Why Frequency is Not Well Defined for Engineering Systems with Nonexponential Failure Times

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Abstract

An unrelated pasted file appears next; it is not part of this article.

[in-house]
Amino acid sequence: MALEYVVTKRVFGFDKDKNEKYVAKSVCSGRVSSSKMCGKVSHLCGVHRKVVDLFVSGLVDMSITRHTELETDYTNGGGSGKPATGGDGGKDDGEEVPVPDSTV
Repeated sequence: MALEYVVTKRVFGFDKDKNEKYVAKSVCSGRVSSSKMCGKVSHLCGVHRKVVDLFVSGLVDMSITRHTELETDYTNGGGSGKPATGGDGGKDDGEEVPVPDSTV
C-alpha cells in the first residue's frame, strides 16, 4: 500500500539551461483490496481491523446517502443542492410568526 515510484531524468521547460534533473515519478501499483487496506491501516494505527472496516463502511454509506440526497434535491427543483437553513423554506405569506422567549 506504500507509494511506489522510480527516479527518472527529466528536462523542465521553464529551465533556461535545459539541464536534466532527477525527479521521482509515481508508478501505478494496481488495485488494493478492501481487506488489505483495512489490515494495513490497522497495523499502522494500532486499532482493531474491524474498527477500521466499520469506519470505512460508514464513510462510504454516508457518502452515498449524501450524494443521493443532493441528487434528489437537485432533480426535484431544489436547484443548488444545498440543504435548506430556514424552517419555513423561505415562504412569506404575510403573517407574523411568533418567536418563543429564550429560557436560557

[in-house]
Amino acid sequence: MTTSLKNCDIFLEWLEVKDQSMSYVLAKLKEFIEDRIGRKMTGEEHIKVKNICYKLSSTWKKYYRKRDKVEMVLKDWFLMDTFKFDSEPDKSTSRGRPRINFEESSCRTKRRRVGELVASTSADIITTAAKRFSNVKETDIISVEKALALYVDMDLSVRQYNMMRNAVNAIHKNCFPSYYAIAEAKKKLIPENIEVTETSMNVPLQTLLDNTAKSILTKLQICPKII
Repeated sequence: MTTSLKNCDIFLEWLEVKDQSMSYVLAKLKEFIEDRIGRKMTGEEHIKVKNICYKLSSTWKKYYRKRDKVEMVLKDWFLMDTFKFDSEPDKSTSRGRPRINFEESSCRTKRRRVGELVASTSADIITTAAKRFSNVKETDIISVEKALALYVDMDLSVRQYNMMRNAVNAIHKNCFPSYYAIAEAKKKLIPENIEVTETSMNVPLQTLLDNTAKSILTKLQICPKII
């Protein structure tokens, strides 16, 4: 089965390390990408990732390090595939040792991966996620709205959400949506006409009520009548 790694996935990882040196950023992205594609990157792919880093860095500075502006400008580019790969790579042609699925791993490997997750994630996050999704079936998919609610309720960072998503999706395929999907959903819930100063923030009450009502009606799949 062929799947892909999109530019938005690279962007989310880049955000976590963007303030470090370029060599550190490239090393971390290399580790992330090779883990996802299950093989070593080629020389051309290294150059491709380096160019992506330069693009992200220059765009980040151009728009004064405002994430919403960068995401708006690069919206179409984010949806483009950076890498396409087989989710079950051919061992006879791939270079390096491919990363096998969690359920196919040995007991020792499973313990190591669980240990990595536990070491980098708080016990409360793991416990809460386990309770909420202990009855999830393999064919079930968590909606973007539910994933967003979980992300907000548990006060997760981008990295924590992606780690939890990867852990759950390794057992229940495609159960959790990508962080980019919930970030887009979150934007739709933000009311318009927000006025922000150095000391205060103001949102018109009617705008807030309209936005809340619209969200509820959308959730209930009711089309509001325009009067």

Dr. Yellman proposes to define frequency as “a time-rate of events of a specified type over a particular time interval.” We review why no definition of frequency, including this one, can satisfy both of two conditions: (1) the definition should agree with the ordinary meaning of frequency, such as that less frequent events are less likely to occur than more frequent events, over any particular time interval for which the frequencies of both are defined; and (2) the definition should be applicable not only to exponentially distributed times between (or until) events, but also to some nonexponential (e.g., uniformly distributed) times. We make the simple point that no definition can satisfy (1) and (2) by showing that any definition that determines which of any two uniformly distributed times has the higher “frequency” (or that determines that they have the same “frequency,” if neither is higher) must assign a higher frequency number to the distribution with the lower probability of occurrence over some time intervals. Dr. Yellman's proposed phrase, “time-rate of events … over a particular time interval” is profoundly ambiguous in such cases, as the instantaneous failure rates vary over an infinitely wide range (e.g., from one to infinity), making it unclear which value is denoted by the phrase “time-rate of events.”

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